On April 7th, Peoria County voters will make a critical decision about what kind of future our children, grandchildren and region will experience. Will we embrace a vision for a vibrant downtown Peoria where the combined Caterpillar Visitor Center and Peoria Riverfront Museum will bring outstanding educational and entertainment experiences? Or will we allow this seven-acre riverfront property in the heart of our city to remain empty?
If the public facilities referendum on April 7th fails, this once-in-a-lifetime project will simply end, and the $90 million already committed will be gone. This includes the Caterpillar Experience, as Caterpillar officials have repeatedly said they will not build their global visitors center if the Peoria Riverfront Museum is not built.
The huge benefits of Build The Block far outweigh the small public investment being asked of Peoria County residents. This project is our own homegrown economic stimulus project that will create up to 300 jobs per month for our local construction trades for 25 months. Additionally, all of the architecture, vendors for building materials and general contracting will come from local businesses and firms.
The hands-on, interactive educational opportunities for our children and grandchildren will be tremendous. Imagine your children or grandchildren:
- Encountering a 24-foot-tall 797B Caterpillar mining truck and then watching a film of Caterpillar’s global impact from theatre chairs in the 380-ton-capacity dump body of the same truck
- Feeling the excitement of building a highway through a Caterpillar virtual reality simulator
- Exploring the mystical undersea world in the 3D IMAX or the cosmos in the NASA-funded PowerDome planetarium
- Discovering the Illinois River through the interactive Science Lab where kids can pilot the barge, control flooding in a replica of downtown Peoria, or manage a miniature river through functional locks and dams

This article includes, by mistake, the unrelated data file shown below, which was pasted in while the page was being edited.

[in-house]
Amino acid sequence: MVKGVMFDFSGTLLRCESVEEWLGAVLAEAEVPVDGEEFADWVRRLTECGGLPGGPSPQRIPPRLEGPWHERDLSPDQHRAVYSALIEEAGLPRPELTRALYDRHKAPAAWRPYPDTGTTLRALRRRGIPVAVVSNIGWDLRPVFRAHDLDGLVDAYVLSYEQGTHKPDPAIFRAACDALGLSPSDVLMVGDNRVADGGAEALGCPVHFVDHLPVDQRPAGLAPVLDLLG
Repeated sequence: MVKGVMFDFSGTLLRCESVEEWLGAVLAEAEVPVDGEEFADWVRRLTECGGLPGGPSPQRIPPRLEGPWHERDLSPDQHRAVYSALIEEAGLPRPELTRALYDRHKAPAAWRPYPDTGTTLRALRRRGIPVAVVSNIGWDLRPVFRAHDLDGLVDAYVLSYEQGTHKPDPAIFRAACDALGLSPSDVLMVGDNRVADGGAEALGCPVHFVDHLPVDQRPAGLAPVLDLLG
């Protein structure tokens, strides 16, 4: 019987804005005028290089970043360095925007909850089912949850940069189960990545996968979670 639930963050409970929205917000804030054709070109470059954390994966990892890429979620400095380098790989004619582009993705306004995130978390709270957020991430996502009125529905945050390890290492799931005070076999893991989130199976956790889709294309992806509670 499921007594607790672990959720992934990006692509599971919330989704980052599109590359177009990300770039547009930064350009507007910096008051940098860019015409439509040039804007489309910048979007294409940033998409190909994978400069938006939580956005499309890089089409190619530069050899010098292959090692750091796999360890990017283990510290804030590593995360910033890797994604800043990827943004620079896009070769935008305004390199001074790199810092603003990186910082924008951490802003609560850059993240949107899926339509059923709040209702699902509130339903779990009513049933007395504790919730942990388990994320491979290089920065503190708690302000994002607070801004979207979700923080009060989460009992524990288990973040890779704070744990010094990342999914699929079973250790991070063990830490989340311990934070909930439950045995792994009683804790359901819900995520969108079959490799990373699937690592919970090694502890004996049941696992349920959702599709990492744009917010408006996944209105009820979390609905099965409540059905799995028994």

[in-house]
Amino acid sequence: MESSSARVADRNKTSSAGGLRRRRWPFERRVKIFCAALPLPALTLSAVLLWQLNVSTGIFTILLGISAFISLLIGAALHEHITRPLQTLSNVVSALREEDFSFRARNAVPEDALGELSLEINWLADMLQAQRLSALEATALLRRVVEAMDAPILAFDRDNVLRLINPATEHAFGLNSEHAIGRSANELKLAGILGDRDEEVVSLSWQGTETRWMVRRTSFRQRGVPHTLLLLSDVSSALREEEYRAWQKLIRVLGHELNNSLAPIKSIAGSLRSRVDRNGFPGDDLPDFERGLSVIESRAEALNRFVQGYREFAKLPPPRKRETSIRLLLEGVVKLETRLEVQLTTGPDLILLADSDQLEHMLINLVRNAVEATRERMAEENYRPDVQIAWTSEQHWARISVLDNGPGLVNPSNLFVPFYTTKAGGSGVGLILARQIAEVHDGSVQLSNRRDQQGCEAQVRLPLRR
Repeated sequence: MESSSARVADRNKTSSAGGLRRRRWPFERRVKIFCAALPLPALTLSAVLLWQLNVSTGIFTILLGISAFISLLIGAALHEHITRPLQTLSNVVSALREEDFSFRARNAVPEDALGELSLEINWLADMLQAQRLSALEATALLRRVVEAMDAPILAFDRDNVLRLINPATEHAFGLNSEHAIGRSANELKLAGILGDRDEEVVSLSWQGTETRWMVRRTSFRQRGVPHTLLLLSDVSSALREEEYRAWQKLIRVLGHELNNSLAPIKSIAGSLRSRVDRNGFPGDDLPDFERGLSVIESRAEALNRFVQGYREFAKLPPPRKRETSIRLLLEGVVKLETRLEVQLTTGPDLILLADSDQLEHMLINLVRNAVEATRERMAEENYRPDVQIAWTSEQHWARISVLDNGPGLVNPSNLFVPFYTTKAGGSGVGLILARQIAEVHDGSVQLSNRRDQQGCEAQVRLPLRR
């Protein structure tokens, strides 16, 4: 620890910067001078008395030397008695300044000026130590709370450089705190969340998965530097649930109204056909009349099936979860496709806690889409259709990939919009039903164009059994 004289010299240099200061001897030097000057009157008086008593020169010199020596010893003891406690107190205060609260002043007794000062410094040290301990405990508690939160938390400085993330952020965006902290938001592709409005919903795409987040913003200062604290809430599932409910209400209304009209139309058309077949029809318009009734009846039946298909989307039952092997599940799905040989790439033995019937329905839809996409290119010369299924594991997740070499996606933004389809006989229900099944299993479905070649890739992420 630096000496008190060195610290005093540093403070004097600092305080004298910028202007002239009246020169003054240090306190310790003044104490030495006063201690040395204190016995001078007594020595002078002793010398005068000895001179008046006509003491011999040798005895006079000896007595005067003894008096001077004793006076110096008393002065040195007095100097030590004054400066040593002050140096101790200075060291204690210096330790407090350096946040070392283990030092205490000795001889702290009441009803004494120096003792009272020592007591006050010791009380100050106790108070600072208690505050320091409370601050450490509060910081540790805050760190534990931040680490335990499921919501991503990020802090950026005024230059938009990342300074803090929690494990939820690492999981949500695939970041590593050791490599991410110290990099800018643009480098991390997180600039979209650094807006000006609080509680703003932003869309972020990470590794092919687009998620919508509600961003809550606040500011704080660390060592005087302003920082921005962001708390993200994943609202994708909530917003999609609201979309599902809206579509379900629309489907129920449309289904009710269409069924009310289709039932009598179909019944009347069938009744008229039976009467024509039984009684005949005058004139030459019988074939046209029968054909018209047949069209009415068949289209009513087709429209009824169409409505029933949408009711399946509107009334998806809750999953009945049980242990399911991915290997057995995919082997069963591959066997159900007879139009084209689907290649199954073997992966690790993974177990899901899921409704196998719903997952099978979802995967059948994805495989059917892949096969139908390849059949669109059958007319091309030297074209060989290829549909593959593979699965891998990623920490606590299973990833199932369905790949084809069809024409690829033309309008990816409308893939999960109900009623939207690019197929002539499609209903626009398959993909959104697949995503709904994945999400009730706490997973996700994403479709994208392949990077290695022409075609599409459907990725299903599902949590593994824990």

- Testing their skills in the Illinois High School Association’s 39 sports and activities from basketball to chess and music.
These are just some of the incredible learning opportunities that await our children and grandchildren if we support the public facilities referendum. If it fails, they will be gone, and future generations will miss out on these educational experiences.
The April 7th referendum calls for a quarter-of-one-cent sales tax increase that starts in 2010 and sunsets in 20 years. This would mean $17 per year for the average Peoria County resident—a medium cup of coffee at McDonald’s per month. The sales tax would not apply to groceries, medical items or titled goods. People who come to Peoria County to buy retail items or eat at our restaurants will be supporting the project through the sales tax. Peoria County residents will receive a 15 percent discount on admission to the museum. If the referendum passes, Peoria County’s sales tax would be the same as Tazewell County, and still less than Woodford County.
The last time the Peoria area faced an economic recession (16% unemployment) in the early 1980s, civic leaders had the courage to build the Peoria Civic Center with nearly 70 percent local public funds. It too faced opposition. Yet, they chose to embrace a brighter vision of Peoria’s future. How many of us have benefited from the Peoria Civic Center?
Build The Block is supported with 57 percent in private funds and nearly $7 million in federal and state funds. All of this will go away if the referendum does not pass.
Please join us on April 7th in voting yes for the public facilities referendum and embracing a bold vision that will enhance the quality of life for future generations. iBi